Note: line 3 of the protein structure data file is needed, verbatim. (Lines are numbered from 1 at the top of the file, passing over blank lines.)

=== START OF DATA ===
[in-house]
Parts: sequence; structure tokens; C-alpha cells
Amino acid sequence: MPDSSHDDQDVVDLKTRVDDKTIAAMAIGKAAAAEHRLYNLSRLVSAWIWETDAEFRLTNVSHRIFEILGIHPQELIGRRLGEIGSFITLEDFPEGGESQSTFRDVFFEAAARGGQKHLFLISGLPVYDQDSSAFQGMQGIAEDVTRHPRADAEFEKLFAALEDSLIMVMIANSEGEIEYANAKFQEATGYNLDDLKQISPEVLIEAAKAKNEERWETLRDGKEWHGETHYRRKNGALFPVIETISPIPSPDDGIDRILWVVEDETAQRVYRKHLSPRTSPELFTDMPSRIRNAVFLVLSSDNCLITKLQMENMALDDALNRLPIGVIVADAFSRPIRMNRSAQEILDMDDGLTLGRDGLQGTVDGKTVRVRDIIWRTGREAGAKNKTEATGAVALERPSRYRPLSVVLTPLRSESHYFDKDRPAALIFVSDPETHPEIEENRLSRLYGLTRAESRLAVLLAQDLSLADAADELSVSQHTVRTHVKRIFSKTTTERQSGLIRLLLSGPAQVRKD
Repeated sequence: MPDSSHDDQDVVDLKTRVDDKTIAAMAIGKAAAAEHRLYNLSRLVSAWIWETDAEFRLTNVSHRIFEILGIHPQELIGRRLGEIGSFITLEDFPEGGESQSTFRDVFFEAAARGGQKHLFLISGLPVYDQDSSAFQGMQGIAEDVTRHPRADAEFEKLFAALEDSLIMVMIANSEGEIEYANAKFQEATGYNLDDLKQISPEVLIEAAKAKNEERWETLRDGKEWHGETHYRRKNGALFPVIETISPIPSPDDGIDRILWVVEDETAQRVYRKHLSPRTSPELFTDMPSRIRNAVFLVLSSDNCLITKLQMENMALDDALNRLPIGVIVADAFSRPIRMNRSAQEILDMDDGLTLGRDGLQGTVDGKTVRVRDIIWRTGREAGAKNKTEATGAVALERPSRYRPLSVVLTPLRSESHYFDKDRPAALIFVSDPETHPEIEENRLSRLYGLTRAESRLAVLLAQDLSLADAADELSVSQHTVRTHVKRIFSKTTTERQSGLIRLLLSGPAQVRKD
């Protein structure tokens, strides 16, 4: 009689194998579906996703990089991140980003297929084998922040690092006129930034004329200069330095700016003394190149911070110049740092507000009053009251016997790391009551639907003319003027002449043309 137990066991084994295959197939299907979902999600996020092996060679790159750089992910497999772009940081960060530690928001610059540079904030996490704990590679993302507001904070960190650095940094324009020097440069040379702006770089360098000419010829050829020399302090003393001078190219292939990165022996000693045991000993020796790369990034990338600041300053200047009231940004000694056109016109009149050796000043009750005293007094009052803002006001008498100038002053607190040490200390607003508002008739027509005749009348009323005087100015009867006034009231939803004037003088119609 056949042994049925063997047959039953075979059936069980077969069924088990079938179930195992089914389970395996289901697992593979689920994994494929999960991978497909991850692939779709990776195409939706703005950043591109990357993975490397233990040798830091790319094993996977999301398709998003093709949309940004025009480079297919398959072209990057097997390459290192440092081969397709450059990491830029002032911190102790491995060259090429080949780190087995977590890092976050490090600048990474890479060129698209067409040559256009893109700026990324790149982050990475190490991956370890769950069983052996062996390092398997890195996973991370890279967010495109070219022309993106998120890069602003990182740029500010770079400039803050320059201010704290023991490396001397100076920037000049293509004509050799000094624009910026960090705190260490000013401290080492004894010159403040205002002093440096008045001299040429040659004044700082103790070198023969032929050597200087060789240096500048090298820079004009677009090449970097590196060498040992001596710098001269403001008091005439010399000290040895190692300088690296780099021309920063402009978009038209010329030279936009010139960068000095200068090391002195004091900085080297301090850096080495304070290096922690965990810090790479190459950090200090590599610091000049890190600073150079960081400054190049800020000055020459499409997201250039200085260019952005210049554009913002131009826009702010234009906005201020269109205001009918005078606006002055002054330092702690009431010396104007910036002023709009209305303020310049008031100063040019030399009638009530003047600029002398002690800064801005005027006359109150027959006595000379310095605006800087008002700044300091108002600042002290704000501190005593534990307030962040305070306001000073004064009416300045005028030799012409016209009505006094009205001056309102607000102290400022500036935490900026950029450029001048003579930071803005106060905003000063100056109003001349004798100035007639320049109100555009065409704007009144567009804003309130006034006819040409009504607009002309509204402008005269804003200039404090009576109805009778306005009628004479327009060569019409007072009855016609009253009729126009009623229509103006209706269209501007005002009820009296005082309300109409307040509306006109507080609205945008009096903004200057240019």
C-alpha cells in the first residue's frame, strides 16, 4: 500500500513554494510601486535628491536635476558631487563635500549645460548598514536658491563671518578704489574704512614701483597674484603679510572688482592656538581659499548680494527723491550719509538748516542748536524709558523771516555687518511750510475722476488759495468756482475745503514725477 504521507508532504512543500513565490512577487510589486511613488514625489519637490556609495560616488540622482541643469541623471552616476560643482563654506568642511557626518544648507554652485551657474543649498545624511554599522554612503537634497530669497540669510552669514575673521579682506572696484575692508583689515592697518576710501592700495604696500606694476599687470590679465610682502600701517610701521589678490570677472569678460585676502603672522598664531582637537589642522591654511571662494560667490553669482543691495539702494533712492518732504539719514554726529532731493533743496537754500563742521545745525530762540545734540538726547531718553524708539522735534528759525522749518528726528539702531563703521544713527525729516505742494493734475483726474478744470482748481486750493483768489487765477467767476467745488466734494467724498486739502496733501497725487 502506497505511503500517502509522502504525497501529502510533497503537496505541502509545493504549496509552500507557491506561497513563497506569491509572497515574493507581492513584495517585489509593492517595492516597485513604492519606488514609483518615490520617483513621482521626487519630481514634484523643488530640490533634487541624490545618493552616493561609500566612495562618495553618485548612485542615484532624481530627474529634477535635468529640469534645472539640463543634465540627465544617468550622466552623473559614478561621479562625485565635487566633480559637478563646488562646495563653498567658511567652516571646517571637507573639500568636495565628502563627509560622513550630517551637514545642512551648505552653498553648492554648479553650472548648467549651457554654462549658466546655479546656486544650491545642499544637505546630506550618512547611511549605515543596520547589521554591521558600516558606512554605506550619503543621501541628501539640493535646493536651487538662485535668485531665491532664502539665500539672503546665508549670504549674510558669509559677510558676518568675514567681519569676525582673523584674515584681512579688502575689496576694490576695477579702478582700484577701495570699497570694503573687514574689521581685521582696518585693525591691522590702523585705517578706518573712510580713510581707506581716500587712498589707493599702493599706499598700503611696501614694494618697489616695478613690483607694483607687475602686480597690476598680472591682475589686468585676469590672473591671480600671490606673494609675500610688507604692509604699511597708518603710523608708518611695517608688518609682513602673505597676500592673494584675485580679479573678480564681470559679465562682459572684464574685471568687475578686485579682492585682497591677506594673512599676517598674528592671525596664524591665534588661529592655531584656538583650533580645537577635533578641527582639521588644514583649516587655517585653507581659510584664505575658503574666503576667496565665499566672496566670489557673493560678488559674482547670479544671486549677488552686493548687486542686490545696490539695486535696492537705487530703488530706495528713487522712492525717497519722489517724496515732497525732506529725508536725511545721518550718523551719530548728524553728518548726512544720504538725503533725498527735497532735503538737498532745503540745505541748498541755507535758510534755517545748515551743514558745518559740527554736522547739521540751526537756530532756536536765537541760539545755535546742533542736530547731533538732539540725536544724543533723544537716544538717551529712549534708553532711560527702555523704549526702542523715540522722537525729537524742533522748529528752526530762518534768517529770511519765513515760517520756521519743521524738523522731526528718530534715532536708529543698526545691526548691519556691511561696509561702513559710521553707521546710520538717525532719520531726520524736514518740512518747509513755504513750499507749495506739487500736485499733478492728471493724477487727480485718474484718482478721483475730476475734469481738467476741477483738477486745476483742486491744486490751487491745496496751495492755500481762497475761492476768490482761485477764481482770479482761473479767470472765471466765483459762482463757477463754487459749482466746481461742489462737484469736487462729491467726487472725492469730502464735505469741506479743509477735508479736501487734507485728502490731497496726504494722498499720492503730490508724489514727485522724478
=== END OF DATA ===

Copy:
Amino acid sequence: MPDSSHDDQDVVDLKTRVDDKTIAAMAIGKAAAAEHRLYNLSRLVSAWIWETDAEFRLTNVSHRIFEILGIHPQELIGRRLGEIGSFITLEDFPEGGESQSTFRDVFFEAAARGGQKHLFLISGLPVYDQDSSAFQGMQGIAEDVTRHPRADAEFEKLFAALEDSLIMVMIANSEGEIEYANAKFQEATGYNLDDLKQISPEVLIEAAKAKNEERWETLRDGKEWHGETHYRRKNGALFPVIETISPIPSPDDGIDRILWVVEDETAQRVYRKHLSPRTSPELFTDMPSRIRNAVFLVLSSDNCLITKLQMENMALDDALNRLPIGVIVADAFSRPIRMNRSAQEILDMDDGLTLGRDGLQGTVDGKTVRVRDIIWRTGREAGAKNKTEATGAVALERPSRYRPLSVVLTPLRSESHYFDKDRPAALIFVSDPETHPEIEENRLSRLYGLTRAESRLAVLLAQDLSLADAADELSVSQHTVRTHVKRIFSKTTTERQSGLIRLLLSGPAQVRKD